A Palestinian shopkeeper and father portrayed as a terrorist in the film 'Bruno' is suing Sacha Baron Cohen, US talk show host David Letterman and others for defamation.
The action filed by Ayman Abu Aita in US federal court seeks $110m (€74.75m) in damages for libel and slander.
In the film, Cohen plays gay Austrian fashion journalist Bruno Gehard trying to make it big in the US. To achieve worldwide fame, Bruno travels to the Middle East to make peace. He interviews Abu Aita, and a caption labels the Bethlehem shopkeeper as a member of the militant Al-Aqsa Martyrs’ Brigade.
Mr Abu Aita is suing CBS and Letterman’s company Worldwide Pants over an interview before the film’s release where the 'Late Show' host and comedian Cohen discussed Bruno’s encounter with a “terrorist”.
In the interview, Cohen, 37, said he set up the meeting in the West Bank with the help of a CIA agent.
Cohen said he feared for his safety and interviewed the “terrorist” at a secret location chosen by Mr Abu Aita. A clip was then played on 'The Late Show with David Letterman'.
According to the lawsuit, however, the interview with Mr Abu Aita took place at a hotel chosen by Cohen and located in a part of the West Bank that was under Israeli military control.
Film distributor NBC Universal and director Larry Charles are also named in the lawsuit.
A spokeswoman for Universal Studios declined to comment. Tom Keaney, a spokesman for David Letterman, also said he would not comment.
Cohen also faced multiple lawsuits after his earlier movie Borat including one for £18.4m filed by residents of a remote Romanian village who said they were misled into thinking the project was a documentary about poverty. Most of the lawsuits were thrown out.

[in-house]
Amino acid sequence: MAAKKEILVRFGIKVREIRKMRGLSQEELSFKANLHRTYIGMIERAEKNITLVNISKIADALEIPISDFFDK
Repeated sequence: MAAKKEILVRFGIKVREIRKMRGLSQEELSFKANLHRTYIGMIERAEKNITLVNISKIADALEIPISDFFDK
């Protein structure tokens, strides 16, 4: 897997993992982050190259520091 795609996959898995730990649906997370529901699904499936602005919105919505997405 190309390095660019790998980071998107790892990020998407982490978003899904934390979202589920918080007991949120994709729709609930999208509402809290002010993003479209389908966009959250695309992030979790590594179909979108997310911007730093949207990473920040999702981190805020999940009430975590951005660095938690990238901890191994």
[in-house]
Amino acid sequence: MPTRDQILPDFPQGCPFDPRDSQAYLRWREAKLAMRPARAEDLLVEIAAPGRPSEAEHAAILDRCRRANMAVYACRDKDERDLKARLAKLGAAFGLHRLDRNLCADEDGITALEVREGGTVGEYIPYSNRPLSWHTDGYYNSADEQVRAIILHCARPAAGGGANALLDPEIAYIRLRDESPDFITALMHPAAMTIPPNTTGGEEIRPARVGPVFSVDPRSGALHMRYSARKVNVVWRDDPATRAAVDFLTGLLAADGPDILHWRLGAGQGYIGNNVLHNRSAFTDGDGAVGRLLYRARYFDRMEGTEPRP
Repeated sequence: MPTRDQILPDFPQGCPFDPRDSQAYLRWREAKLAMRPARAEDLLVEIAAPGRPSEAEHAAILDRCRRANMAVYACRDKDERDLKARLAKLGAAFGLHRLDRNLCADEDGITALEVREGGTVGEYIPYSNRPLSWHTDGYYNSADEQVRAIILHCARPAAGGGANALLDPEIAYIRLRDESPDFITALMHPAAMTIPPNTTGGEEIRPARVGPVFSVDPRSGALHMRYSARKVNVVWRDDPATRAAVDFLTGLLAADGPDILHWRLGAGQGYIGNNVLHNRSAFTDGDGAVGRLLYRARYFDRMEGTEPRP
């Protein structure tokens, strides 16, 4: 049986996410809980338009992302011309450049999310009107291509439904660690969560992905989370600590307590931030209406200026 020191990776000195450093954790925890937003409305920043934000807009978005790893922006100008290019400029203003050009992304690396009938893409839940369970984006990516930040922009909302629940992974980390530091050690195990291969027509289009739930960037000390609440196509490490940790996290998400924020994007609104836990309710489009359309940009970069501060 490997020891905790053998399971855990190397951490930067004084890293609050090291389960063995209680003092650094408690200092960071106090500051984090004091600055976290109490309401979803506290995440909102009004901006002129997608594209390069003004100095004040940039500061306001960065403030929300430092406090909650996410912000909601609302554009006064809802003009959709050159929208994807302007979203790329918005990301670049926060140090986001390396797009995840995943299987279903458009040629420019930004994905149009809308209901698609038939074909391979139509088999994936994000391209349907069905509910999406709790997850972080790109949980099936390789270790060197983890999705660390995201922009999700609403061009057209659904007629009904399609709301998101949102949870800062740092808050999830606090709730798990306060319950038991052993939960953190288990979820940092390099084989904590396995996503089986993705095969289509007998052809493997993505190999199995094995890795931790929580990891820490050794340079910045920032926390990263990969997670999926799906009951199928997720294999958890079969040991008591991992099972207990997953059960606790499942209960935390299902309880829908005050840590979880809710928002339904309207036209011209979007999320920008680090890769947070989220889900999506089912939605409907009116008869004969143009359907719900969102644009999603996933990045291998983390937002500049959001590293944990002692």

Mr Abu Aita is prominent businessman, a Christian and a “peace-loving person who abhors violence”, the latest lawsuit states.
Before the film, he “enjoyed a good reputation for honesty and a peaceable nature” in his community, his lawyers wrote.
They say any accusations or insinuations that he is or ever was associated with the Al-Aqsa Martyrs’ Brigade, or any other terrorist activity, was “utterly false and untrue”.
Lawyer Joseph Drennan said mr Abu Aita was never offered a release to sign to appear in the film.
“This is an important lawsuit because it is about the dignity of a specific person. It is about his reputation, about his standing in the community,” Mr Drennan said.
“It addresses a very corrosive and calumnious slur against any young Palestinian who would be a political activist on the West Bank”, who would be called a “terrorist” because of his activism.
Hatem Abu Ahmad, Mr Abu Aita’s Arab-Israeli lawyer, said Cohen made millions “on the back of my client”.
The film drew disdain from the Israelis and Palestinians portrayed in a place Bruno calls Middle Earth.
Mr Drennan said he expected a hearing on Mr Abu Aita’s complaint in late January.